Angelique Todd, a former keeper at the zoo, was feeding three chimps at lunchtime on Sunday when Bustah, a 33-year-old male chimpanzee, grabbed her coat and pulled her arm into the cage.
She was taken to the William Harvey Hospital in Ashford before being transferred to the Queen Victoria Hospital in East Grinstead, West Sussex.
Ms Todd was feeding Bustah and two elderly female chimps voluntarily. She is keen to work with apes and chimps in Africa and has spent a lot of time at Port Lympne in the past three years as a volunteer and keeper. Yesterday a spokesman for the Queen Victoria Hospital said he was unable to say how she was because her parents had asked him not to comment on her condition.
Mike Lockyer, zoological director of Port Lympne and Howlett's Zoo, Mr Aspinall's other zoo near Canterbury, said that Ms Todd had been throughly trained and was considered a competent person to feed the chimps. He added that there might have been 'an element of human error' - she might, for example, have been concentrating on one animal rather than another.
He said fully mature male chimpanzees were 'highly dangerous'. They are seven times stronger than a human, have lightning reactions and a very volatile temperament. It was quite wrong to think of them as the cuddly creatures portrayed in P G Tips advertisements.
In March 1989, Matthew McDaid, of New Eltham, south London, ducked under a safety chain at the zoo and got so close to Bustah's cage that the chimp pulled his arm off. While John and Frances McDaid comforted their son, Bustah prowled around with the limb until keepers retrieved it by sedating the chimp with a tranquilliser dart.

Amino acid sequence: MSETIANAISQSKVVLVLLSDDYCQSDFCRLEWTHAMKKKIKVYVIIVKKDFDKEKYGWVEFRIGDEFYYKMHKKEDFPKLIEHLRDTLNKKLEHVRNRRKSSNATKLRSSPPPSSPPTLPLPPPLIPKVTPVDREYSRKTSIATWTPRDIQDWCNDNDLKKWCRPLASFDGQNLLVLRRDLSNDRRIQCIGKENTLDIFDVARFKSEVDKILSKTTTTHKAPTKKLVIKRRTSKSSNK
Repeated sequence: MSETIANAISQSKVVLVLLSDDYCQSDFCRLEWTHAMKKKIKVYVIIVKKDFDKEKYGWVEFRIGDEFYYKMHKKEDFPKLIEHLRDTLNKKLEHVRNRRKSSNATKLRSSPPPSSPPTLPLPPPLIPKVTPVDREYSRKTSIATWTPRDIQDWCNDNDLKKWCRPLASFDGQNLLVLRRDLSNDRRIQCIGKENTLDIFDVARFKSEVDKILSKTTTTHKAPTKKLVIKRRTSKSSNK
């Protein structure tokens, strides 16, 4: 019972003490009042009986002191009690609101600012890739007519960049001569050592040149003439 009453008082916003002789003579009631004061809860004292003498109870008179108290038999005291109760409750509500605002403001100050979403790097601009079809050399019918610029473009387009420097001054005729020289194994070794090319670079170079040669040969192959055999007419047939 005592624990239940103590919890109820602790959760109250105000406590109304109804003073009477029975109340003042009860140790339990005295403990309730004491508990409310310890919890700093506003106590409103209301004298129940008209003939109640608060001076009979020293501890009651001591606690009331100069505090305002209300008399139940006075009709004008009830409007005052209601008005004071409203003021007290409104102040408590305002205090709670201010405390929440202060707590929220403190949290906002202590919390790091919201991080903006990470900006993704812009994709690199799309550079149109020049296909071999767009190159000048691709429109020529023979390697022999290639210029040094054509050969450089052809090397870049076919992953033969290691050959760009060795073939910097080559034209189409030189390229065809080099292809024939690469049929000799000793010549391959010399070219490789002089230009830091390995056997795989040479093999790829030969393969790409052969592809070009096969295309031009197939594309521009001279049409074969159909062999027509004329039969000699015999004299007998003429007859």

Matthew, now 7, lost his left arm and has difficulty doing up buttons and zips, cutting his food, holding things and playing sport. His parents are suing Mr Aspinall, an animal lover and casino owner, for negligence because they argue that the safety barriers were not adequate.
Mr Lockyer said that there was a world of difference between the two incidents involving Bustah. One involved a fully trained adult authorised to be feeding the chimps, the other involved a child in the wrong place outside a public viewing area.
Mrs McDaid said yesterday that there was 'no way he (Matthew) should have been allowed to get that near. It was negligence on the zoo's part to let him get anywhere near there'. She conceded that the latest incident involving Ms Todd, a former keeper, did not, however, appear to be comparable.
Over the past 25 years there have been a number of incidents at Mr Aspinall's zoos in Kent. In 1980, two keepers were killed by a Siberian tigress in separate incidents at Howletts and in 1984 another keeper was crushed to death by a bull elephant at Port Lympne.
The latest mauling at Port Lympne is being investigated by environmental health officers at Shepway District Council. Mr Aspinall, who was at Howletts yesterday, was not available for comment.
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